Retail sales stats show ‘jury is still out’ on consumer confidence
New figures on retail sales “offer a glimmer of hope” but it is still unclear if consumer confidence is recovering, Barclays has said.
In the three months to January 2020, the quantity bought in the retail sales industry fell by 0.8% when compared with the previous three months, with declines across all sectors, according to new ONS figures.
Retail volumes increased by 0.9% in January 2020, recovering from the falls in the previous two months; the increase was mainly because of moderate growth in both food stores (1.7%) and non-food stores (1.3%).
Online sales as a proportion of all retailing was 19.0% in January 2020, down from 19.3% in December 2019.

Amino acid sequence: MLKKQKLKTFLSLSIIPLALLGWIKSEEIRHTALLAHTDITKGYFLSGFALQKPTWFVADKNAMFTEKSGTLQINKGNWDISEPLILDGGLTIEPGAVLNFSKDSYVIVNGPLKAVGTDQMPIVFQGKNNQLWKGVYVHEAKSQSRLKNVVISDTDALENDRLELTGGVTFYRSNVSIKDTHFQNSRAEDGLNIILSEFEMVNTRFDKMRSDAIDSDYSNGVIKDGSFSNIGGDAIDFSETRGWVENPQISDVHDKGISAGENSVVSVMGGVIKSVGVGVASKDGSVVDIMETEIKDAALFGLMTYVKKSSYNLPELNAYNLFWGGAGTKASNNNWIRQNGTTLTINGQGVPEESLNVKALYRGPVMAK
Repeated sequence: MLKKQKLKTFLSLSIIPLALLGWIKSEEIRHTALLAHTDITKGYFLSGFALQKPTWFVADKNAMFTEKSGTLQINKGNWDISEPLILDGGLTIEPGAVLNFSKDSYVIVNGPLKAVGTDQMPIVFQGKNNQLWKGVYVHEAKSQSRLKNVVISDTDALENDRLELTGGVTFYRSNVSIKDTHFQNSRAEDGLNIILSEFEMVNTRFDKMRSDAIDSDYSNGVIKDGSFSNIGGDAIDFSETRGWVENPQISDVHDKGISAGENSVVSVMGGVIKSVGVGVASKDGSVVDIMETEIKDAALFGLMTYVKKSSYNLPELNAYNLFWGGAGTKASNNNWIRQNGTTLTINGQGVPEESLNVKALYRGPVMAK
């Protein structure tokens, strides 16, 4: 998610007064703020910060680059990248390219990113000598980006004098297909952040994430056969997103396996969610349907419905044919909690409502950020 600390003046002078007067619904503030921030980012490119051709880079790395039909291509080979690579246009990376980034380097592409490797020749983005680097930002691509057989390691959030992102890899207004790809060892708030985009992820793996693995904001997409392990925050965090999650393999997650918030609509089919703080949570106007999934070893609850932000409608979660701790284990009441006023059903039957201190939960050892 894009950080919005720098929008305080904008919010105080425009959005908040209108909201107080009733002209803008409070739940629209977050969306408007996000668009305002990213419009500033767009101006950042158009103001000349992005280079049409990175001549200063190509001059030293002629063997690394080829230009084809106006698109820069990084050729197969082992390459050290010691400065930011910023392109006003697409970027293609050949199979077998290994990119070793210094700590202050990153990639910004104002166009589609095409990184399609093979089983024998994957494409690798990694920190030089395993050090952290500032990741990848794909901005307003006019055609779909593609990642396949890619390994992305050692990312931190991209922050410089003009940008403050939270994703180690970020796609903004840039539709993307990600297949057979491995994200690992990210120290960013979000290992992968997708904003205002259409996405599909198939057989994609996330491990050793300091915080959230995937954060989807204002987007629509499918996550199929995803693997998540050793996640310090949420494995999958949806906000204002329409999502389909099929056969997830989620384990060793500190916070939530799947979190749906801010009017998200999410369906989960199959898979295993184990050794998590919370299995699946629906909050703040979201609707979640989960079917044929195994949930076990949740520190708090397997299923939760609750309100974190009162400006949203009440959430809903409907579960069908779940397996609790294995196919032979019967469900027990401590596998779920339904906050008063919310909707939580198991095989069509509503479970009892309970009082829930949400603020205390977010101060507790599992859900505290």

Euan Murray, relationship director at Barclays Corporate Banking, Scotland, said: “Have UK consumers chosen ‘buy more big ticket items’ as their New Year’s resolution? Though UK retailers will certainly hope so, this will have required a real growth in consumer confidence.
“Last year was characterised by nervousness in the market, which led to muted spending and frustration for many businesses. January’s ONS figures offer a glimmer of hope that this pent up consumer demand could now slowly be being released, but the jury is still out on this at the moment.”
Mr Murray added: “Looking further ahead, 2020 looks set to be defined by a number of key trends.
“A shift in spending towards the experience economy will limit the money being spent on traditional gifts and presents, whilst the increasing prominence of ‘conscientious consumers’ will bring environmental issues to the fore of business decision making.
“The battle between retailers for share of the consumer wallet will change dramatically over the months ahead, but whatever shape it takes it looks set to be a fierce scrap.”